Telstra wireless ads still controlled: Conroy

Telstra wireless ads still controlled: Conroy

Summary: Although the competition watchdog struck out clauses banning wireless promotion in the National Broadband Network Company's (NBN Co) contracts with Telstra and Optus, Communications Minister Stephen Conroy has said that he believes nothing will change.

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Although the competition watchdog struck out clauses banning wireless promotion in the National Broadband Network Company's (NBN Co) contracts with Telstra and Optus, Communications Minister Stephen Conroy has said that he believes nothing will change.

Conroy

Stephen Conroy
(Credit: Josh Taylor/ZDNet Australia)

Following the submission of Telstra's structural separation undertaking (SSU), it was revealed that the Australian Competition and Consumer Commission (ACCC) had sought to remove a clause in Telstra's $11 billion agreement with NBN Co that would have prevented it from promoting wireless as a substitute for NBN services.

In response to a question from press-gallery journalists after his speech at the National Press Club in Canberra today, Conroy said that a new clause has replaced the former wireless-promotion clause with one that mirrors the false and misleading advertising section of the Trade Practices Act, which would prevent the telcos from launching ads claiming wireless to be faster than fibre.

"[It] ensures people can't try to pretend about the capacities of wireless or HFC," he said. "Ultimately, I think the NBN Co board are comfortable and confident in how the contract is now written."

Conroy's speech focused sharply on the policy proposals discussed by Shadow Communications Minister Malcolm Turnbull that began with his own address to the National Press Club in August. Conroy compared the policy to the coalition's approach to climate change.

"The strategy has three simple steps: first, they say there isn't a problem; second, they say the government's proposal won't work, or is too expensive; finally, they propose a plan that fails to deliver for our future needs," he said.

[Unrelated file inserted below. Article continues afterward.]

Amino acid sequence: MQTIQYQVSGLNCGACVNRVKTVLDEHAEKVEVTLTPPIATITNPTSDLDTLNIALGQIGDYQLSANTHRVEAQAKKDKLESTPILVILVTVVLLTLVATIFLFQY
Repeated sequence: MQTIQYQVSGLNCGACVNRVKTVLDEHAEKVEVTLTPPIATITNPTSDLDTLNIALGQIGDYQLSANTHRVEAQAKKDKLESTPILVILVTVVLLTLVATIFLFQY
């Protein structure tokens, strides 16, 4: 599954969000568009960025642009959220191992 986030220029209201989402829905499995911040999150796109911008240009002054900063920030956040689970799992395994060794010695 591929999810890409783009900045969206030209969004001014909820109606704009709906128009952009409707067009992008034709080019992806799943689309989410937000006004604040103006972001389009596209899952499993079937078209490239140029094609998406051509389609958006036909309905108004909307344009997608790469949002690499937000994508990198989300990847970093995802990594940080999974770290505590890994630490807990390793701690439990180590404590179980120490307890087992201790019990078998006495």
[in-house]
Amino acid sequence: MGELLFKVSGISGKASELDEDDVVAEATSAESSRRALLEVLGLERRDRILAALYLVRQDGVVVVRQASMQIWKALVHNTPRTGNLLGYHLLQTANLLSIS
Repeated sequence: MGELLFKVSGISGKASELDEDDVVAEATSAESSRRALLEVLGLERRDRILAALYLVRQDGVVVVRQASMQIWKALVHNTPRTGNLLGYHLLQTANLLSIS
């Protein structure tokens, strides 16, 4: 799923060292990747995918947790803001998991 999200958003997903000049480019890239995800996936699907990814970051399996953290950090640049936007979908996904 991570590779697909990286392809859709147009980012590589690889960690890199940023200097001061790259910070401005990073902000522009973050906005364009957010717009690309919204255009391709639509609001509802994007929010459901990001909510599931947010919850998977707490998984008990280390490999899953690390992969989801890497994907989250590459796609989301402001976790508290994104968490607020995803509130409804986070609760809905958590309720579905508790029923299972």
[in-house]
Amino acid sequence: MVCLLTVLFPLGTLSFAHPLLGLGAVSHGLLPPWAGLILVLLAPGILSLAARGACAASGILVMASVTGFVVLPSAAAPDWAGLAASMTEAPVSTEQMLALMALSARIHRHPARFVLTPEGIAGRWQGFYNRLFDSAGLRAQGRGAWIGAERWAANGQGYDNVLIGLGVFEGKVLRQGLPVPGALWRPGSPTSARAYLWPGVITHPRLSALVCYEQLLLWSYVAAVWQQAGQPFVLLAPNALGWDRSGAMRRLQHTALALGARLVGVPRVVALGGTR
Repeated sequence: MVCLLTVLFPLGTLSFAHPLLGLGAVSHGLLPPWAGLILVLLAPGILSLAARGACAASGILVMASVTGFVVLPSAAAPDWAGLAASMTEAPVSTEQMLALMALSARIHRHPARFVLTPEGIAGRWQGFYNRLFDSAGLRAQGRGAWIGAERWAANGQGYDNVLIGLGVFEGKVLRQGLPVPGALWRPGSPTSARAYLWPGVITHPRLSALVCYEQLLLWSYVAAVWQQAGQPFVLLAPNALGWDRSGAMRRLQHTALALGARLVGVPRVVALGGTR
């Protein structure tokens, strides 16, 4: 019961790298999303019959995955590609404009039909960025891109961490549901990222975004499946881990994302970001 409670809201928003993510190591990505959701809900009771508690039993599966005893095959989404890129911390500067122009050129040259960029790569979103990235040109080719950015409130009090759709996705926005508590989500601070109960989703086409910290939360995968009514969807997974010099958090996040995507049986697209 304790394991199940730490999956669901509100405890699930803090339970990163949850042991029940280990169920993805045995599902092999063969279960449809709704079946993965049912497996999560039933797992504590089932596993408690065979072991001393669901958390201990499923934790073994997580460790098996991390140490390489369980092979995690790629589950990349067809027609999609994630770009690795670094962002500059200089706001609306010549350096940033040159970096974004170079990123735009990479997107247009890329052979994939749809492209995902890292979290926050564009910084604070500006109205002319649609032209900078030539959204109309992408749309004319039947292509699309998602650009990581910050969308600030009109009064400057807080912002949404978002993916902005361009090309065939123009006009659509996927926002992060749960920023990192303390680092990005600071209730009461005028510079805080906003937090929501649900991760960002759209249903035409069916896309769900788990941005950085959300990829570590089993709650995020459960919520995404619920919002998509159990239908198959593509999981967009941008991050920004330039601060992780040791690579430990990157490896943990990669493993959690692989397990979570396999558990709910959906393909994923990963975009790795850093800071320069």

Conroy first targeted Turnbull's claims that 12 megabits per second (Mbps) download speeds were enough for Australians. He pointed to charts showing that download speeds have increased between 25 to 35 per cent every year for the past two decades, and said that the exponential growth is set to continue.

"Just as dial-up rapidly became insufficient for our needs, so too will copper-based technologies become insufficient very soon," he said.

Conroy said that mobile networks would also have an important role to play in the future, but he sees this as complementary to fixed-line broadband networks.

On Turnbull's recent claims that the NBN will cost upwards of $50 billion, Conroy said that Turnbull is confusing capital expenditure with operating expenses.

Conroy also mocked Turnbull's claim that prices for services would be higher than broadband services today, pointing to announcements by various retailers that put higher-speed NBN services on par with ADSL services available today.

The communications minister ripped into Turnbull's own proposal for a mix of technologies, including hybrid fibre-coaxial (HFC), fibre to the node (FTTN) and wireless. Conroy said that the proposed 60Mbps speeds are only achievable using bonded copper pairs, which don't exist in every connection in Australia. He added that a coalition government would waste billions on technology for FTTN that would be useless when upgrading to fibre to the home (FTTH).

"A cost-effective roll-out of FTTN does not provide an efficient upgrade path to fibre to the home," he said. "It is not a simple matter of building fibre part of the way to the home, and then building the rest later."

Using the HFC networks built by both Telstra and Optus would not be appropriate, either, Conroy argued, as the cable is a shared medium.

"The more people using it in your street, the slower it gets. When people start 'hogging' the available capacity, there's not enough to go around."

The minister said that his shadow counterpart is "planning a network that will be obsolete by the time it is built", and one that is uncosted. He pointed to the $16.7 billion figure from CitiGroup, first revealed by ZDNet Australia, and noted that it didn't even factor in convincing Telstra to structurally separate its wholesale and retail arms.

"The fact is, Telstra has never contemplated voluntary structural separation without an incentive," he said. "We are left to trust that Mr Turnbull's own skills of persuasion will right the structural wrong left by the Howard Government."

Conroy said that the coalition has three conflicting policies; Turnbull's plan is in conflict with Opposition Leader Tony Abbott's comments that wireless is surpassing fibre, while the Nationals are calling for 50 per cent of regional Australia to be covered by FTTH.

He closed the speech by quoting Liberal Party icon Sir Robert Menzies as he called for Australia to "be proud of big enterprises" and big ideas, as the government embarked on the Snowy Mountains Scheme in 1958.

"The NBN is the big idea for our time," Conroy said.

Topics: Government, Broadband, Government AU, Telcos, Telstra, NBN

About

Armed with a degree in Computer Science and a Masters in Journalism, Josh keeps a close eye on the telecommunications industry, the National Broadband Network, and all the goings on in government IT.

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